The number of Americans who say the economy is getting worse jumped 13 percentage points in a month to 39 percent, with 38 percent saying it's staying about the same and 23 percent saying it's improving, down 3 points, the New York Times/CBS News poll indicated.
Most say they think neither President Barack Obama nor congressional Republicans share their priorities for the country, the poll suggested.
After 100 days of divided government and Republican leadership in the House, 75 percent of respondents say they disapprove of the way Congress is handling its job.
Obama's job approval remains below a majority, with 45 percent saying they disapprove of his performance in office and 46 percent saying they approve of it.
Fifty-seven percent disapprove of his handling of the economy while 38 percent say they approve. Fifty-nine percent disapprove of his handling of the federal budget deficit while 33 percent approve.
By contrast, 63 percent say they disapprove, and 27 percent approve, of the way congressional Republicans are handling the deficit, the poll indicated.
Seventy-two percent say they think Obama's proposal to end tax cuts for households earning $250,000 or more a year is a good way of cutting the deficit.
But for all the deficit-reduction talk, respondents are split on whether they think it will create jobs. Twenty-nine percent say they think it will and 29 percent say they think it will lead to job cuts. Twenty-seven percent say it will have no effect on employment.
Fifty-five percent say they'd rather have fewer services from a smaller government than more services from a bigger one, compared with 33 percent who say the opposite, the poll indicated.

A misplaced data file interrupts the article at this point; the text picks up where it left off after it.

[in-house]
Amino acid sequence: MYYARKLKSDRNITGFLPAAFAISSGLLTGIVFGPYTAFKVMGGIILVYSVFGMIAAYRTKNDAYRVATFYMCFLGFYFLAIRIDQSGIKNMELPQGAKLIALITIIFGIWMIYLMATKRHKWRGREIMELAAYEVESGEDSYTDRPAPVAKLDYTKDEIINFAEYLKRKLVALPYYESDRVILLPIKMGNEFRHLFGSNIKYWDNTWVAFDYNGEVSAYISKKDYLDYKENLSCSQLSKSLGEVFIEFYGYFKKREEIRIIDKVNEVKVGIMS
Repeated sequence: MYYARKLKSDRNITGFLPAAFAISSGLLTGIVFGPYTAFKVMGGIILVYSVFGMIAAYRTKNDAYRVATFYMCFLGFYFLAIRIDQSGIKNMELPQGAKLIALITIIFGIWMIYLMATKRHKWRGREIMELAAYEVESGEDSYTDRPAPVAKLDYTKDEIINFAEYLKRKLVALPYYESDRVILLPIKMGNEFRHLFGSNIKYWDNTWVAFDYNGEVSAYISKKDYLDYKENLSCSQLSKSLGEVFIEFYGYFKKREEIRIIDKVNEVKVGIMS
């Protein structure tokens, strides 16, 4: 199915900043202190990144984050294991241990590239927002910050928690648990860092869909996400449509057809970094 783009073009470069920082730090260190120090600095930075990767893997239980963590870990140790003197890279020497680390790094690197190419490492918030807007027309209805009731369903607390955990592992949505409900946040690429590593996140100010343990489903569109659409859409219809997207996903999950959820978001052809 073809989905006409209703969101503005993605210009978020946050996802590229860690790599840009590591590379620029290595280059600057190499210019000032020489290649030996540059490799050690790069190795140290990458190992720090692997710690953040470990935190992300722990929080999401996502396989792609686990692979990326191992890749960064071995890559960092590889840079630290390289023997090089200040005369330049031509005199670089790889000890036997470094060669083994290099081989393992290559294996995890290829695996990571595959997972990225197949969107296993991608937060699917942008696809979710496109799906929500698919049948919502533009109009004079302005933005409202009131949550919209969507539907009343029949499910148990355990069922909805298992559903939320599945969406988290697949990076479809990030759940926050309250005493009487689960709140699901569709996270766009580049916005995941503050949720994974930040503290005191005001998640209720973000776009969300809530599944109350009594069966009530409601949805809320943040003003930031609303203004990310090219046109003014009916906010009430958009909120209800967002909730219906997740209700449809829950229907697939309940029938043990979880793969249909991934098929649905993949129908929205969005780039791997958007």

But 61 percent say they believe Medicare for the elderly is worth the costs and they'd rather pay higher taxes than have Medicare services cut. Among Republicans the ratio was 45 percent saying Medicare is worth the costs compared with 44 percent who say it isn't.
The Democratic split was 78 percent to 14 percent. Only among people who said they were aligned with the Tea Party movement did the ratio go the other way, with 41 percent saying yes to Medicare and 46 percent saying no.
Given the choice of cutting military spending, Social Security or Medicare to reduce the overall budget, 45 percent chose military cuts, 21 percent said Medicare and 17 percent listed Social Security.
As for whether providing healthcare coverage for the poor is a federal government responsibility, 56 percent say it is, while 38 percent say it isn't. Among Republicans 25 percent say it is while 71 percent say it isn't.
The nationwide telephone survey of 1,224 adults was conducted Friday through Wednesday and has a margin of sampling error of 3 percentage points.
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